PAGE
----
Labour Force Survey (LFS)
The UK's Labour Force Survey (LFS) is a continuous quarterly household survey, which captures data about the labour market including employment and hours worked. Many countries have their own labour force surveys.Back to table of contents
The Organisation for Economic Co-operation and Development's (OECD) produced much of the data analysed in this release through their productivity database. For specific data sources, see our International comparisons of productivity dataset.
Gross domestic product
The numerator of the productivity equation is measured using gross domestic product (GDP) in most of this bulletin. GDP is measured by the national statistical institutes of each country and reported to the OECD. GDP is measured according to international guidance; European countries (including the UK) follow the European System of Accounts (ESA) 2010, and non-European countries largely follow the System of National Accounts (SNA) 2008, which is very similar.
For comparisons of levels of productivity, we use current price GDP, converted to a common currency using purchasing power parities (PPPs). For comparison of growth rates of productivity, we use constant price (volume measure) GDP, measured in national currencies.
Estimates of the number of workers are sourced from the OECD productivity database. These data are based on the domestic concept, and adjusted to meet the national accounts production boundary. They therefore include employees, the self-employed, and all other workers contributing to GDP.
In Section 2, we presented multiple comparisons of levels of output per hours worked, where hours worked statistics were calculated using a direct method, simplified component method (UK only) or component method. For more information about direct, simplified component and component methods, see our International comparisons of productivity (ICP) methodology updates: labour input measurements February 2021 article. The difference in methodology results in a substantial difference in the level of hours worked analysis.Back to table of contents
Most of the data in this publication are sourced from the Organisation for Economic Co-operation and Development (OECD), which in turn sources most of its data from national statistical institutes. The measurement of gross domestic product (GDP) is governed by international standards, which are very similar across all G7 countries. This ensures a high degree of consistency of GDP across countries, ensuring a fair comparison in the productivities of different countries.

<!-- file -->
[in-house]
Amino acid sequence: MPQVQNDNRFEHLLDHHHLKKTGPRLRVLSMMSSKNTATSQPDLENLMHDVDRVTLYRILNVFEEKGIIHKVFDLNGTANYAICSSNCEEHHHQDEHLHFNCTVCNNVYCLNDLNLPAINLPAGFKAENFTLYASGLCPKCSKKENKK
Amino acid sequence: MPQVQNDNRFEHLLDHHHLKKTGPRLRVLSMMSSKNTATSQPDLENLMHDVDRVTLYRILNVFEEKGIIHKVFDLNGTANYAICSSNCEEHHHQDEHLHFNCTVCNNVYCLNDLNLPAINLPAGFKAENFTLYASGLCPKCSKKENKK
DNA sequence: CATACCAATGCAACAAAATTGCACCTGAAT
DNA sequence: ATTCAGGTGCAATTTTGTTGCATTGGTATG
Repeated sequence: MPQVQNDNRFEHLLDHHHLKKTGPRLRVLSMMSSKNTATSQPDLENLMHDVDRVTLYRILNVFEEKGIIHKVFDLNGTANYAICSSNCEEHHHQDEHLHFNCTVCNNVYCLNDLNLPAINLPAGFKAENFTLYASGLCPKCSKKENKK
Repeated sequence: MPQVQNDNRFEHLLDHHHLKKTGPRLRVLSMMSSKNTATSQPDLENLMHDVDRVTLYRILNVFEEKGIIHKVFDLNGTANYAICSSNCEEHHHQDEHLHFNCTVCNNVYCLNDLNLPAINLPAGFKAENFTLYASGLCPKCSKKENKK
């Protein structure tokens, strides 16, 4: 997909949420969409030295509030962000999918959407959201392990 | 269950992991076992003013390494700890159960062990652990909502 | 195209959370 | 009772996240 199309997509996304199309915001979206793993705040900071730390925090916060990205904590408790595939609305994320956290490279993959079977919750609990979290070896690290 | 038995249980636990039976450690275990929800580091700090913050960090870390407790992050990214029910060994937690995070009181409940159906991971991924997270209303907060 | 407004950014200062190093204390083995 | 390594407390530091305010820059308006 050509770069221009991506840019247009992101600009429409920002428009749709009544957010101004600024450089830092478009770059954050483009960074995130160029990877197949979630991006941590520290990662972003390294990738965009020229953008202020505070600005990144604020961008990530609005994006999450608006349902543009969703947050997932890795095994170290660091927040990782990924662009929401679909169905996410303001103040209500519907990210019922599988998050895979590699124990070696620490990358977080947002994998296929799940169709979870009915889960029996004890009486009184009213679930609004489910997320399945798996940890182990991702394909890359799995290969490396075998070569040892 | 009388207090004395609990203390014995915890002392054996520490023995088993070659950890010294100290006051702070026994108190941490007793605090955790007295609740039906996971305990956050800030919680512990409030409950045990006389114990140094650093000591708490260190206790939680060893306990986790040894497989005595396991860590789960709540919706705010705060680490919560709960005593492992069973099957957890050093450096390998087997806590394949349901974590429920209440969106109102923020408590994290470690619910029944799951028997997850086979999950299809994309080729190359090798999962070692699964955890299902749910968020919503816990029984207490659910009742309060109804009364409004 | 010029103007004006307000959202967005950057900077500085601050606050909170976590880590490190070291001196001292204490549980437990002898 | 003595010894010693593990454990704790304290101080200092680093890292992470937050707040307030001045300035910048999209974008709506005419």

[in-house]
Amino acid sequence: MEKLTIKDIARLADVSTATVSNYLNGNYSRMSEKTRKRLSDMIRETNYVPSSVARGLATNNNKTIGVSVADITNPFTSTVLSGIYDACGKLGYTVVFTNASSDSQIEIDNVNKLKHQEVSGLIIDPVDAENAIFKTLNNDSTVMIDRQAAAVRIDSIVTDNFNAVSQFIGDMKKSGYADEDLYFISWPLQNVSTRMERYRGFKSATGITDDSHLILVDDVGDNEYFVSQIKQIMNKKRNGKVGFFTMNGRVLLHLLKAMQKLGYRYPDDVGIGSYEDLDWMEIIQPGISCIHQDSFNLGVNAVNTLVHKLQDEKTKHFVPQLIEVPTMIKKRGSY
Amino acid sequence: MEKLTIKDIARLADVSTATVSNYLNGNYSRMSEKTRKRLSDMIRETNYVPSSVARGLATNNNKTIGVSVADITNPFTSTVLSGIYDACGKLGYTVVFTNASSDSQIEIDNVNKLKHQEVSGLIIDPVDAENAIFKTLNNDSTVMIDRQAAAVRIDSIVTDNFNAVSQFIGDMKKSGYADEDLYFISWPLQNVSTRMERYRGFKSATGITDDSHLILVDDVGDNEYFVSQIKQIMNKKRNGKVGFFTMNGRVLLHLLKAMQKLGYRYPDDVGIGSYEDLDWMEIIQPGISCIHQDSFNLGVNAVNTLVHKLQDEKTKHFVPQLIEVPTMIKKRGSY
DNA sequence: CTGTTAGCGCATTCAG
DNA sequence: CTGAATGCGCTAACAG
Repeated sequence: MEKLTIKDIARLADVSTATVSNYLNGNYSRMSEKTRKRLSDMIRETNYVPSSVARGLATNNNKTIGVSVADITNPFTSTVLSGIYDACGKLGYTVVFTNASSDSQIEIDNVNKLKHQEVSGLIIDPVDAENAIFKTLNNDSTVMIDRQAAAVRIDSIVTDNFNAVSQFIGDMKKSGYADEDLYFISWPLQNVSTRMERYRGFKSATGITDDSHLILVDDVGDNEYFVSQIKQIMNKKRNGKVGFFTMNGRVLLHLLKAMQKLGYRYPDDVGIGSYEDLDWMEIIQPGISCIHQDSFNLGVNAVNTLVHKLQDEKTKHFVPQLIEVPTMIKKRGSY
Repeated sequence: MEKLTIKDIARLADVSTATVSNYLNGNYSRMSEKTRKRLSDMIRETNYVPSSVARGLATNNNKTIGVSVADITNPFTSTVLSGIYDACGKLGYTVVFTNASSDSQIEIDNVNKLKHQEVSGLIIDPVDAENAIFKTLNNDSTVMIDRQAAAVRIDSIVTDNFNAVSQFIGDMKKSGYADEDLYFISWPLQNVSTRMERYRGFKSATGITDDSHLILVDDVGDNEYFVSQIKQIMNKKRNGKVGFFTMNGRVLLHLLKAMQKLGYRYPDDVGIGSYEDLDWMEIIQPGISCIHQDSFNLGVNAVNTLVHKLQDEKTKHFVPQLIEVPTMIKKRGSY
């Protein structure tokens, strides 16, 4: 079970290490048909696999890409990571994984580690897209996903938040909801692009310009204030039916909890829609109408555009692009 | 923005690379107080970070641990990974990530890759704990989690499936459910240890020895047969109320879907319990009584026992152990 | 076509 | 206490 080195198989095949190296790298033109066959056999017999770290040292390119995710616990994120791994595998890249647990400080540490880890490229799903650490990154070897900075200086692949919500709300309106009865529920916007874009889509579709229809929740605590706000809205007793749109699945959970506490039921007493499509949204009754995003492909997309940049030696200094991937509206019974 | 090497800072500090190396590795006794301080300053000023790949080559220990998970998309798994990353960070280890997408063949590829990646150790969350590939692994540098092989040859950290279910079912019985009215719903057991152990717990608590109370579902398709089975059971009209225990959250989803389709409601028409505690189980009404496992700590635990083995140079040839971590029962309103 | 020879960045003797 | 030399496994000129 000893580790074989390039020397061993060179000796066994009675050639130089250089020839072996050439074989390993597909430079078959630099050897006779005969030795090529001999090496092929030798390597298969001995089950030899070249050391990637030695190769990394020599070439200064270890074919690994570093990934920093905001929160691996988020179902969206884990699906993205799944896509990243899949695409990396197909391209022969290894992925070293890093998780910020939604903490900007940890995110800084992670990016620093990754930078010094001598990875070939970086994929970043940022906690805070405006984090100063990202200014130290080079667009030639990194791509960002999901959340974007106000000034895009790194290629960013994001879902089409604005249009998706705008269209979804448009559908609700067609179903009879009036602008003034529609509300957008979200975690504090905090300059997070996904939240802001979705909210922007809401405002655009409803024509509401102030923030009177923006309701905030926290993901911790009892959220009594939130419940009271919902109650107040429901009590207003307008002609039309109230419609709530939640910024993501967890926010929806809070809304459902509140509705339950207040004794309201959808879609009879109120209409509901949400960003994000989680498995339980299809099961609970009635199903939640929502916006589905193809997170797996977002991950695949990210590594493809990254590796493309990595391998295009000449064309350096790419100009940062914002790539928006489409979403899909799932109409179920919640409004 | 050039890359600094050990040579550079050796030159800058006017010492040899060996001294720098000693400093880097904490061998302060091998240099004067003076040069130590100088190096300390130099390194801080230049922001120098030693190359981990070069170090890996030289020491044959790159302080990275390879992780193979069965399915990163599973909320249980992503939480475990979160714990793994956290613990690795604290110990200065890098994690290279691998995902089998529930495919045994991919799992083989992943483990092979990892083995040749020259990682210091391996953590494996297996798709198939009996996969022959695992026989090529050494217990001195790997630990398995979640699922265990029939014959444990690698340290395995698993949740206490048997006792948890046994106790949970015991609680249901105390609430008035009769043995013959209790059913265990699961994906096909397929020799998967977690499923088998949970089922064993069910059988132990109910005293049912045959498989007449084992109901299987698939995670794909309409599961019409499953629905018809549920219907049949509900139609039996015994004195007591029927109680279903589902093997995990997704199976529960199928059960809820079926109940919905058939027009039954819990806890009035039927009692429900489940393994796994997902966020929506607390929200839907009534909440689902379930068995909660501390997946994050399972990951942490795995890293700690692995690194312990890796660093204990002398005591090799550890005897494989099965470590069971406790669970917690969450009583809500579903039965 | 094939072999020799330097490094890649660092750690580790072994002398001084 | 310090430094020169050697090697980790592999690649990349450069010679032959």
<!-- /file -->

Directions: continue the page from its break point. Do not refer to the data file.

This release better reflects the variation in output per hour worked estimates than previous publications, by comparing different methods with one another and showing the range of possible differences between UK productivity and that of other countries. We researched presentation options in collaboration with the Economic Statistics Centre of Excellence (ESCoE) by running an online experiment, and we found that this presentation supported a better understanding of the data.
The UK constructs its hours worked estimates differently to other G7 nations, using a direct method rather than a component method. The OECD found evidence that using a direct method may bias the estimate of hours worked up, and thus lead productivity to be understated. This makes comparisons in the level of output per hour worked between the UK and other countries difficult.
To compare the level of productivity across countries, the output measure (gross domestic product) for each country must be converted to a common currency. We use purchasing power parities (PPPs) to convert from national currencies to pound sterling. PPPs are preferred to market exchange rates as they are typically more stable and better represent economic output, allowing for easier comparisons of productivity over time. However, PPPs are measured with error and, as such, may not fully account for differences in currency between countries and over time.Back to table of contents
Office for National Statistics (ONS), released 11 January 2023, ONS website, statistical bulletin, International comparisons of UK productivity (ICP), final estimates: 2021